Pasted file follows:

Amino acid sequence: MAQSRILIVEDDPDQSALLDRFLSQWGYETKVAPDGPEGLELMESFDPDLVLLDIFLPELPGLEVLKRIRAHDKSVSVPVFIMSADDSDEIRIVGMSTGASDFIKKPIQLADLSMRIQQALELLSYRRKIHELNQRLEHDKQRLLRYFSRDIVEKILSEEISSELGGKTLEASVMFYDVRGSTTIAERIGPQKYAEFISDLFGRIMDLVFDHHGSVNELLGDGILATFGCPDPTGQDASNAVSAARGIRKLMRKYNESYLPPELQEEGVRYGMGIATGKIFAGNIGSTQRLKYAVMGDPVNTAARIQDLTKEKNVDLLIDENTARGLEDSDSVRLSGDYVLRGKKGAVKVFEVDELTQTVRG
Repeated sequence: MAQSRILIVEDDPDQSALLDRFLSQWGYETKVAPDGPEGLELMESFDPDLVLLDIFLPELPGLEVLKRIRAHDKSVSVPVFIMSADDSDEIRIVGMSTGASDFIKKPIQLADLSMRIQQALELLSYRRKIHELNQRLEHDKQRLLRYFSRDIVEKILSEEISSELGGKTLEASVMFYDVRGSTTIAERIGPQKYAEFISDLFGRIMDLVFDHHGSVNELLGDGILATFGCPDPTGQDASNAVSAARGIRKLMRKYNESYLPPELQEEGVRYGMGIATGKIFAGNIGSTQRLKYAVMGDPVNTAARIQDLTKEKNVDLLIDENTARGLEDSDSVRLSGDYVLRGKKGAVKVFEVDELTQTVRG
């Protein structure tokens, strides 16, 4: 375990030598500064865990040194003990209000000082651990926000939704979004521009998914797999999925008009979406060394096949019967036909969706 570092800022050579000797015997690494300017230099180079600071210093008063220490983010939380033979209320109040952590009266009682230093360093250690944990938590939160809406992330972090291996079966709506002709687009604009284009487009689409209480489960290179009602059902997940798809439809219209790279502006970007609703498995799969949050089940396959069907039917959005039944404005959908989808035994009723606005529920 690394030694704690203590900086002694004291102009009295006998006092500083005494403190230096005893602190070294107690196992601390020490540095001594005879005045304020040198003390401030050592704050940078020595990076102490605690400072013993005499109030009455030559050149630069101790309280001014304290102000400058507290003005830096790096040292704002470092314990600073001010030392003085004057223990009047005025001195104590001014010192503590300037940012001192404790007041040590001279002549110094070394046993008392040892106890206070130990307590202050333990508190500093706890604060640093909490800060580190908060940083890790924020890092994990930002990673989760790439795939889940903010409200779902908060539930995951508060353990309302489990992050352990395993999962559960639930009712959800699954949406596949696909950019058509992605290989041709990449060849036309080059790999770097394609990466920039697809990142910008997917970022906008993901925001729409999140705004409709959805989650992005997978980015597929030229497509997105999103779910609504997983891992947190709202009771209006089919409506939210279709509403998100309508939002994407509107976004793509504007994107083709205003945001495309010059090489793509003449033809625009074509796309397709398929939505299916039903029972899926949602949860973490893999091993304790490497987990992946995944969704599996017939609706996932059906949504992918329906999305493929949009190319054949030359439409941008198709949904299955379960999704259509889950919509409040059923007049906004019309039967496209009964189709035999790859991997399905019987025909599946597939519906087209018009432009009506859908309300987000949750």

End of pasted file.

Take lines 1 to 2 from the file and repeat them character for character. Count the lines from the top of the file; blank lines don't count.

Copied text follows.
Amino acid sequence: MAQSRILIVEDDPDQSALLDRFLSQWGYETKVAPDGPEGLELMESFDPDLVLLDIFLPELPGLEVLKRIRAHDKSVSVPVFIMSADDSDEIRIVGMSTGASDFIKKPIQLADLSMRIQQALELLSYRRKIHELNQRLEHDKQRLLRYFSRDIVEKILSEEISSELGGKTLEASVMFYDVRGSTTIAERIGPQKYAEFISDLFGRIMDLVFDHHGSVNELLGDGILATFGCPDPTGQDASNAVSAARGIRKLMRKYNESYLPPELQEEGVRYGMGIATGKIFAGNIGSTQRLKYAVMGDPVNTAARIQDLTKEKNVDLLIDENTARGLEDSDSVRLSGDYVLRGKKGAVKVFEVDELTQTVRG
Repeated sequence: MAQSRILIVEDDPDQSALLDRFLSQWGYETKVAPDGPEGLELMESFDPDLVLLDIFLPELPGLEVLKRIRAHDKSVSVPVFIMSADDSDEIRIVGMSTGASDFIKKPIQLADLSMRIQQALELLSYRRKIHELNQRLEHDKQRLLRYFSRDIVEKILSEEISSELGGKTLEASVMFYDVRGSTTIAERIGPQKYAEFISDLFGRIMDLVFDHHGSVNELLGDGILATFGCPDPTGQDASNAVSAARGIRKLMRKYNESYLPPELQEEGVRYGMGIATGKIFAGNIGSTQRLKYAVMGDPVNTAARIQDLTKEKNVDLLIDENTARGLEDSDSVRLSGDYVLRGKKGAVKVFEVDELTQTVRG